This unnatural depending on parents to direct life choices after adulthood was crippling.  It means there were tens of thousands of ATI girls who came of age in the 80s and 90s and 2000s who were basically waiting for the next male authority (a husband) to come into her life and tell her what to do next. And if he didn’t show up (or get selected by their dad) at 18, 19, 20, 21?  They often didn’t have many acceptable options, depending on their parents. If and when they did enter some job or field, some of them had trouble making decisions in a working environment where they weren’t supposed to be subservient.
Since midwifery was sometimes deemed an acceptable “office” for modest young women (excuse me a moment while I digress and laugh- doing vaginal exams and pap smears and suturing and showing birth videos to couples and discussing reproduction, modest?) we got a fair number of them deciding to become, or being allowed to become, midwives.
I am a daughter of these movements.  I was homeschooled, never dated, and planned to live at home until God told me who to marry and my parents approved and blessed my marriage.  I read The Way Home, All the Way Home and A Full Quiver, and lots of Bill Gothard’s publications and I believed them all. And although I wasn’t allowed to go to college, I was allowed to apprentice to become a midwife.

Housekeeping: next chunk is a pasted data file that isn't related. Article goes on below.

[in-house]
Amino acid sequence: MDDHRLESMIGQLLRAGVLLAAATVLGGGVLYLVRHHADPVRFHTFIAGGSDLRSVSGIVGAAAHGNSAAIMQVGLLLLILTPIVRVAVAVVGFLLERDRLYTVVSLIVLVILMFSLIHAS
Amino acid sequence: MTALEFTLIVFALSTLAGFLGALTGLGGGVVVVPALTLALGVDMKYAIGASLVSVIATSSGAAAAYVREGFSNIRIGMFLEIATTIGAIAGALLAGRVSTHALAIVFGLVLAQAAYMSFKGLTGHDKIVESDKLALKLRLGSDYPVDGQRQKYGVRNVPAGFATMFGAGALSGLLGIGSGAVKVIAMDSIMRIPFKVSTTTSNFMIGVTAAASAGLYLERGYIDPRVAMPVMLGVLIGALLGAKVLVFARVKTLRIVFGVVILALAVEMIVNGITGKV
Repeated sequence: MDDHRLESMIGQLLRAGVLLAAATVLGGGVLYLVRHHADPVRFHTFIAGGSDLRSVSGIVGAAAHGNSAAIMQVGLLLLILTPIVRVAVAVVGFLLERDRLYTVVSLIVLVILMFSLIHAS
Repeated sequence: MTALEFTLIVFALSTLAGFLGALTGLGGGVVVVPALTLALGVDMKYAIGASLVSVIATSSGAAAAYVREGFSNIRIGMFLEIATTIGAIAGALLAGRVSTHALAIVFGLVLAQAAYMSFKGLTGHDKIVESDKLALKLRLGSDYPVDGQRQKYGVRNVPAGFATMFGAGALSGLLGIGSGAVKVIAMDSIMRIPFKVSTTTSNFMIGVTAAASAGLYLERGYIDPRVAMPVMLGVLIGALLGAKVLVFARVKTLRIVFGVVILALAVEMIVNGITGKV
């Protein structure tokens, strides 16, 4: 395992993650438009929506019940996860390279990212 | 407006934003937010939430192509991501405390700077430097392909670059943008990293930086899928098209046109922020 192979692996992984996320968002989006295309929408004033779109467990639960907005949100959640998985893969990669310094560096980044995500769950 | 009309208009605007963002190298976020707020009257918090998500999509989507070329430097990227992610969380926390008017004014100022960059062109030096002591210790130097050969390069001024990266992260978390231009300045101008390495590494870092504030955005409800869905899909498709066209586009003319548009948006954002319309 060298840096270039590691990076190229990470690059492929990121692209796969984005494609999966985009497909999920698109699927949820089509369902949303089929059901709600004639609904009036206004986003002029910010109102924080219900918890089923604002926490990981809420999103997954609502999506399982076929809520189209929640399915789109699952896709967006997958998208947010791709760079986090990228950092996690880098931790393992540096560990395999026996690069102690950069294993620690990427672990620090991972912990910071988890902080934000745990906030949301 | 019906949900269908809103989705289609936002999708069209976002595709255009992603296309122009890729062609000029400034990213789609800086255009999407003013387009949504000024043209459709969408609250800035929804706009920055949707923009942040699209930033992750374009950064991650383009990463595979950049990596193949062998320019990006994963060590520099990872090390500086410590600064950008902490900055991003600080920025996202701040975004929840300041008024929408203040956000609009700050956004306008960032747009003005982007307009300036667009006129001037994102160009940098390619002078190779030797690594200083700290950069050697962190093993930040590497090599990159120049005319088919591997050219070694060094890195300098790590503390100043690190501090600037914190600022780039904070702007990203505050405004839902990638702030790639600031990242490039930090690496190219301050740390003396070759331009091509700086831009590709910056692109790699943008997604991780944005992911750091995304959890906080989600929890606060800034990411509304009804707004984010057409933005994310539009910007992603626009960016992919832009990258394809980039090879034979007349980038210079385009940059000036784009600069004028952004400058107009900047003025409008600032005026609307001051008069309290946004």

Which, thankfully, turned out to be one of the best things that ever happened to me.
To be continued…


  1. (and PS I guess the main problem with the whole subservience-vs.-Jezebel business for me is that, since I struck out and decided to a) date, b) go to women's college back East and then c) grad school overseas, the only thing I was ever going to be, in that cosmology, was an evil fallen woman. That's not really...a very helpful way to think of yourself, as out-of-the-gate broken and flawed and disgusting. I did what I needed to do, what God had put in me to do, anyway? but it wasn't easy (understatement) and I have self-sabotaged every step of the way, fundamentally (ha) conflicted about how ambitious, how creative, how independent I am really allowed to be.